After two years on the road, the yes campaign came to Perth for their last night party. Shiny hats, shiny faces, Big Country's One Great Thing on an hour-long loop, and jeers for the pantomime villain, Nick Robinson.
Alex Salmond had come to share his dream for the final time; the dream of a man who had found, much to his surprise, that the promised land might actually be in reach after all and he needed to rethink his persona of the permanent underdog. The wavering sincerity of a Martin Luther King, the "Yes we can" mantra of a Barack Obama. Neither was an entirely comfortable fit.
At heart, Salmond is still the street-fighting underdog; his message one of freedom from oppression from the Westminster establishment. Westminster had only given the Scots referendum because it didn't believe they would ever vote for independence, he said, and this was the country's one opportunity to free itself of its imperial master. If Scotland was going to hit the rocks, then it had the right to guide itself on to the rocks. And he, personally, would be at the helm. Better to be a poor man than a slave.
But Scotland wasn't going to be poor, he continued. They were living in a land of milk and honey where 40,000 new jobs had been created in the past few months. This sounded suspiciously like a good reason to stay in the union, if not an outright thank-you to the Tories, but the 1,500 supporters in the hall didn't see it that way. They cheered him on; their dream and his alive for now.
Earlier in the day in Glasgow, another preacher had given the performance of his life. In content, Gordon Brown's speech was nearly identical to the one he had given the day before in Clydebank. Only without the jokes; always an advantage with Gordon. In its passion, though, it was unrecognisable.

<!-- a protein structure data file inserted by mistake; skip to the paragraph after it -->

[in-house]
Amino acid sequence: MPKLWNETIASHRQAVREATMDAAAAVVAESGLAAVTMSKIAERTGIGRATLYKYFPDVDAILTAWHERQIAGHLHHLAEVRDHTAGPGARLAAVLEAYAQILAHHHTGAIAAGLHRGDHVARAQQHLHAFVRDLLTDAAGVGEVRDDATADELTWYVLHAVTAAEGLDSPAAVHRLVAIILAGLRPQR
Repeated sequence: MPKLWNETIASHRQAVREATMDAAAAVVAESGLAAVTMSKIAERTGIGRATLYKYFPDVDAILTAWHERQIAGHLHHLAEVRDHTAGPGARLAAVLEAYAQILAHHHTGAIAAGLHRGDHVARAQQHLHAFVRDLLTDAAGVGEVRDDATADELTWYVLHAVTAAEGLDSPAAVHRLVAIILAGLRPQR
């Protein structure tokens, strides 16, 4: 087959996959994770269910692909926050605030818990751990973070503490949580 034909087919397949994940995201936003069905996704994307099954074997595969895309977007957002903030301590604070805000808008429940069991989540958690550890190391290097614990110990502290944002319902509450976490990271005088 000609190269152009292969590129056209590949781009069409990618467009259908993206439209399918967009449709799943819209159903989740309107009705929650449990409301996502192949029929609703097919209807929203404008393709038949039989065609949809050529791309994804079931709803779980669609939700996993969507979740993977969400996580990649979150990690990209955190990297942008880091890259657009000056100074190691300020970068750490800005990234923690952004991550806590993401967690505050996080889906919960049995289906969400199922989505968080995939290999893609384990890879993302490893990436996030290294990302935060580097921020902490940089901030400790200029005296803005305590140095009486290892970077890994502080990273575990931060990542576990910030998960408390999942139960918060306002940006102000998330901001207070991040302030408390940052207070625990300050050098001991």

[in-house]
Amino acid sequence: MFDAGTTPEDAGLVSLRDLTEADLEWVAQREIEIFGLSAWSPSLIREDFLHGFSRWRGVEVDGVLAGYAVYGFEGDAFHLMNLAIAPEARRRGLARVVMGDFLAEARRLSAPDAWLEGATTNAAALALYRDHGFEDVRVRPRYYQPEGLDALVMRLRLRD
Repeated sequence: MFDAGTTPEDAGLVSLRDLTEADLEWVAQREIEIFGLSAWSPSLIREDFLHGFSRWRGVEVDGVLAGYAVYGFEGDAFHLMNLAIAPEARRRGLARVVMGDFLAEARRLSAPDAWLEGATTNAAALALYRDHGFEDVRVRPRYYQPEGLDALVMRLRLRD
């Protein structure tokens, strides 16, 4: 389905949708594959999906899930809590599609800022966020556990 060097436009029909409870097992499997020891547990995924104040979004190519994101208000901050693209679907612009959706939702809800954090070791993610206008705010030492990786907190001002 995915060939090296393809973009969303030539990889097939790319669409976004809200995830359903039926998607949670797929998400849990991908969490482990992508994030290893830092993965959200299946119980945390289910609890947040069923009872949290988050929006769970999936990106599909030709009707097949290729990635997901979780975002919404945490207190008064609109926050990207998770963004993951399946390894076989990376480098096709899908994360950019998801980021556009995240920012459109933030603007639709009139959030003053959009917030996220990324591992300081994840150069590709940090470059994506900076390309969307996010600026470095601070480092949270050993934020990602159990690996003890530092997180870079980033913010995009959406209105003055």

When Alistair Darling was chancellor of the exchequer, he talked of Gordon Brown unleashing the forces of hell on him. Now they were unleashed on Alex Salmond. "The silent majority will be silent no more," he roared, as he ripped open "the economic trapdoor" through which Scotland would fall if the country voted yes and stared inside. This was the true Brown; the man many in the UK had longed to see when he was prime minister. The radical freed from the necessity of sweet-talking middle England. "Comrades," he said, and the Tories and the Lib Dems in the audience cheered as loudly as the Labour supporters.
Above all, though, Brown became his father's son. This wasn't so much a speech as a prayer, an invocation worthy of any southern Baptist revivalist meeting. He implored. He beseeched. He cajoled. With his hands locked together, he looked heavenwards. What two world wars had brought together, "let no narrow nationalisation split asunder". With that he fell to his knees as if expecting a bolt of lightning to strike the roof of the community hall and for the newly crowned Queen of Scots, aka JK Rowling, to appear on a golden chariot bearing a new Act of Union with Devo Max added. Brown had saved his best for last, and if this was to be his political epitaph, it was a hell of a way to sign off.
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